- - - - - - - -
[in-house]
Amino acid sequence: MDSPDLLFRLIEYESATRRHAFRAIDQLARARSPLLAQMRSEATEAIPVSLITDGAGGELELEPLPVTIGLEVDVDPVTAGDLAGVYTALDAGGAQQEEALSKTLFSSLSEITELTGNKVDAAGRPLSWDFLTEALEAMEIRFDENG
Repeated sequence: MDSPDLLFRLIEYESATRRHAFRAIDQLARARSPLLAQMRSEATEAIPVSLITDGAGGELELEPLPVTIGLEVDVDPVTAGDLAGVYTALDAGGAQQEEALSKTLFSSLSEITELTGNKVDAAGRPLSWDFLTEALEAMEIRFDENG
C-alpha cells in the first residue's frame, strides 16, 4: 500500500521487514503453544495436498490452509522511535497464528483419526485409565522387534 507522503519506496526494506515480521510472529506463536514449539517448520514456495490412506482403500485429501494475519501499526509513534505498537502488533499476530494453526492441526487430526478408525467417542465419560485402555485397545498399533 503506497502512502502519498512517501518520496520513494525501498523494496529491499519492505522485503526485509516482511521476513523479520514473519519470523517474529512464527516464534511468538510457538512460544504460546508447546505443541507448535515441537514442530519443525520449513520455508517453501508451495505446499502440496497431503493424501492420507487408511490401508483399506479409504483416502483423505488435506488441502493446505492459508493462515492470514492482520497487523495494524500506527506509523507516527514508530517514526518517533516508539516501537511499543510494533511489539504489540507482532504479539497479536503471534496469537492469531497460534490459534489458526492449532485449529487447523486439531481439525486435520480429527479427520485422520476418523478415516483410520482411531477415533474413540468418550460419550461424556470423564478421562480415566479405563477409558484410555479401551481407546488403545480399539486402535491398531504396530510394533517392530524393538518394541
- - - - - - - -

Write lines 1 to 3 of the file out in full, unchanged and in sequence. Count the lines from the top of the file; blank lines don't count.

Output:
[in-house]
Amino acid sequence: MDSPDLLFRLIEYESATRRHAFRAIDQLARARSPLLAQMRSEATEAIPVSLITDGAGGELELEPLPVTIGLEVDVDPVTAGDLAGVYTALDAGGAQQEEALSKTLFSSLSEITELTGNKVDAAGRPLSWDFLTEALEAMEIRFDENG
Repeated sequence: MDSPDLLFRLIEYESATRRHAFRAIDQLARARSPLLAQMRSEATEAIPVSLITDGAGGELELEPLPVTIGLEVDVDPVTAGDLAGVYTALDAGGAQQEEALSKTLFSSLSEITELTGNKVDAAGRPLSWDFLTEALEAMEIRFDENG